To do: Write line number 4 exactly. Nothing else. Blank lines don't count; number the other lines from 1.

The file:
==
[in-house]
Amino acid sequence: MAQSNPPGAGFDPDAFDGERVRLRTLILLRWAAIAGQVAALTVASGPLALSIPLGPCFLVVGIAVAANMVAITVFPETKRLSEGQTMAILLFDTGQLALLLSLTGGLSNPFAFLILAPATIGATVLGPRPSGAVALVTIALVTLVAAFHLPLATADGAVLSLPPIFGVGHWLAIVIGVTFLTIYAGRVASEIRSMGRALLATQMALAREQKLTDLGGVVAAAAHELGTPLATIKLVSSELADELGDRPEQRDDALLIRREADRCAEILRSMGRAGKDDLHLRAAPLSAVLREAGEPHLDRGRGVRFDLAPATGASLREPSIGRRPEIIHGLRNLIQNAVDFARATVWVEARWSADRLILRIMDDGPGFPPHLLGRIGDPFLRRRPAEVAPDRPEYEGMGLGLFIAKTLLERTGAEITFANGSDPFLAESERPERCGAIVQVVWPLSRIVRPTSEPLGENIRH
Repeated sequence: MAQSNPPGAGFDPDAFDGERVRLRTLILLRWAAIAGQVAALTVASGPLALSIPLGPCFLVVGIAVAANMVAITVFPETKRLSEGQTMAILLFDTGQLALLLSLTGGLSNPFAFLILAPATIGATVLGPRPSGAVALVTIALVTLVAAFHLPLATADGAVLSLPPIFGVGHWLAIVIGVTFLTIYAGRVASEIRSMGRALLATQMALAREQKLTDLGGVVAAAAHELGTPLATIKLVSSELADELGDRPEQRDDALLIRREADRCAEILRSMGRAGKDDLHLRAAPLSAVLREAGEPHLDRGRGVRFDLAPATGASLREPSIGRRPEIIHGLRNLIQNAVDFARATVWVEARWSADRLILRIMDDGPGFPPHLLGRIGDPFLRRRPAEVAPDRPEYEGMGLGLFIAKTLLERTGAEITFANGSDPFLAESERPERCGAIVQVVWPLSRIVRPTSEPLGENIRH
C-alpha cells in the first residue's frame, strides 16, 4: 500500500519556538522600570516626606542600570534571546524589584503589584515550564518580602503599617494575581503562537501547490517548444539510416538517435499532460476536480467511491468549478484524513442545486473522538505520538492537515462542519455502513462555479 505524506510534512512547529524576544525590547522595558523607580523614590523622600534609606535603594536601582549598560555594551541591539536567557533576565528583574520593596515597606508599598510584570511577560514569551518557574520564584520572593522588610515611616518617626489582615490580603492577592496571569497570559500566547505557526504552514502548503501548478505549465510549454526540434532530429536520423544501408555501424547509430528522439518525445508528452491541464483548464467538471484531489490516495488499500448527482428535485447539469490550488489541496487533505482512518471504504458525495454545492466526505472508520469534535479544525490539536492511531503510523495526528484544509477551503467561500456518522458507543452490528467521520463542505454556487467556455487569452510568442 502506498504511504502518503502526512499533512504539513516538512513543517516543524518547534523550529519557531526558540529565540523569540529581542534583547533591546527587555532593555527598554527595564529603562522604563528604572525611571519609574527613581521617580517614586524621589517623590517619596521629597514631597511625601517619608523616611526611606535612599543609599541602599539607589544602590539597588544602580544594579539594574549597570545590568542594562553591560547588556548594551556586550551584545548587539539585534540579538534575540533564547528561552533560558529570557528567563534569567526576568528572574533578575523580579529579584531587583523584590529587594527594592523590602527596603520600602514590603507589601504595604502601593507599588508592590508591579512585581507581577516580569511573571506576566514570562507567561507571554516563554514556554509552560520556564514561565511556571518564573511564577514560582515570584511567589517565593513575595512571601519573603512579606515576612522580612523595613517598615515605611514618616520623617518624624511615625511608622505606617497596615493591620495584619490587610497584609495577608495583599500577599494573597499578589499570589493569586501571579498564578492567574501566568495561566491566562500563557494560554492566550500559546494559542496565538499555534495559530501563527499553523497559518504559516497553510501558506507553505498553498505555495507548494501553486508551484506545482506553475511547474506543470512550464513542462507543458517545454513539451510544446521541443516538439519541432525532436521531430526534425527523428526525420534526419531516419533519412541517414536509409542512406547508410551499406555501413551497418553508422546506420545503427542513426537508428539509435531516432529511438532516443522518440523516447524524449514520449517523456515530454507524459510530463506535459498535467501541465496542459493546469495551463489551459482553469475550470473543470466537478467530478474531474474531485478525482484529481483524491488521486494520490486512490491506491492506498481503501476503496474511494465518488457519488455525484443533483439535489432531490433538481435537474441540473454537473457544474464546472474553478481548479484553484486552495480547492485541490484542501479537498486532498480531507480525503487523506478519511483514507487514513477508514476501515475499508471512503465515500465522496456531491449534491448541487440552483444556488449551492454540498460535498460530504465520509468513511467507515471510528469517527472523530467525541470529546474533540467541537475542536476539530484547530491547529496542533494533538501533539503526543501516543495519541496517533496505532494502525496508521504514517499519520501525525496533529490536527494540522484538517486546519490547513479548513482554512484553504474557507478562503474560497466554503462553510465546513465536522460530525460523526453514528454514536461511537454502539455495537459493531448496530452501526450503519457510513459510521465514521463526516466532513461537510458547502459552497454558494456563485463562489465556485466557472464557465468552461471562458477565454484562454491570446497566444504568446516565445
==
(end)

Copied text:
C-alpha cells in the first residue's frame, strides 16, 4: 500500500519556538522600570516626606542600570534571546524589584503589584515550564518580602503599617494575581503562537501547490517548444539510416538517435499532460476536480467511491468549478484524513442545486473522538505520538492537515462542519455502513462555479 505524506510534512512547529524576544525590547522595558523607580523614590523622600534609606535603594536601582549598560555594551541591539536567557533576565528583574520593596515597606508599598510584570511577560514569551518557574520564584520572593522588610515611616518617626489582615490580603492577592496571569497570559500566547505557526504552514502548503501548478505549465510549454526540434532530429536520423544501408555501424547509430528522439518525445508528452491541464483548464467538471484531489490516495488499500448527482428535485447539469490550488489541496487533505482512518471504504458525495454545492466526505472508520469534535479544525490539536492511531503510523495526528484544509477551503467561500456518522458507543452490528467521520463542505454556487467556455487569452510568442 502506498504511504502518503502526512499533512504539513516538512513543517516543524518547534523550529519557531526558540529565540523569540529581542534583547533591546527587555532593555527598554527595564529603562522604563528604572525611571519609574527613581521617580517614586524621589517623590517619596521629597514631597511625601517619608523616611526611606535612599543609599541602599539607589544602590539597588544602580544594579539594574549597570545590568542594562553591560547588556548594551556586550551584545548587539539585534540579538534575540533564547528561552533560558529570557528567563534569567526576568528572574533578575523580579529579584531587583523584590529587594527594592523590602527596603520600602514590603507589601504595604502601593507599588508592590508591579512585581507581577516580569511573571506576566514570562507567561507571554516563554514556554509552560520556564514561565511556571518564573511564577514560582515570584511567589517565593513575595512571601519573603512579606515576612522580612523595613517598615515605611514618616520623617518624624511615625511608622505606617497596615493591620495584619490587610497584609495577608495583599500577599494573597499578589499570589493569586501571579498564578492567574501566568495561566491566562500563557494560554492566550500559546494559542496565538499555534495559530501563527499553523497559518504559516497553510501558506507553505498553498505555495507548494501553486508551484506545482506553475511547474506543470512550464513542462507543458517545454513539451510544446521541443516538439519541432525532436521531430526534425527523428526525420534526419531516419533519412541517414536509409542512406547508410551499406555501413551497418553508422546506420545503427542513426537508428539509435531516432529511438532516443522518440523516447524524449514520449517523456515530454507524459510530463506535459498535467501541465496542459493546469495551463489551459482553469475550470473543470466537478467530478474531474474531485478525482484529481483524491488521486494520490486512490491506491492506498481503501476503496474511494465518488457519488455525484443533483439535489432531490433538481435537474441540473454537473457544474464546472474553478481548479484553484486552495480547492485541490484542501479537498486532498480531507480525503487523506478519511483514507487514513477508514476501515475499508471512503465515500465522496456531491449534491448541487440552483444556488449551492454540498460535498460530504465520509468513511467507515471510528469517527472523530467525541470529546474533540467541537475542536476539530484547530491547529496542533494533538501533539503526543501516543495519541496517533496505532494502525496508521504514517499519520501525525496533529490536527494540522484538517486546519490547513479548513482554512484553504474557507478562503474560497466554503462553510465546513465536522460530525460523526453514528454514536461511537454502539455495537459493531448496530452501526450503519457510513459510521465514521463526516466532513461537510458547502459552497454558494456563485463562489465556485466557472464557465468552461471562458477565454484562454491570446497566444504568446516565445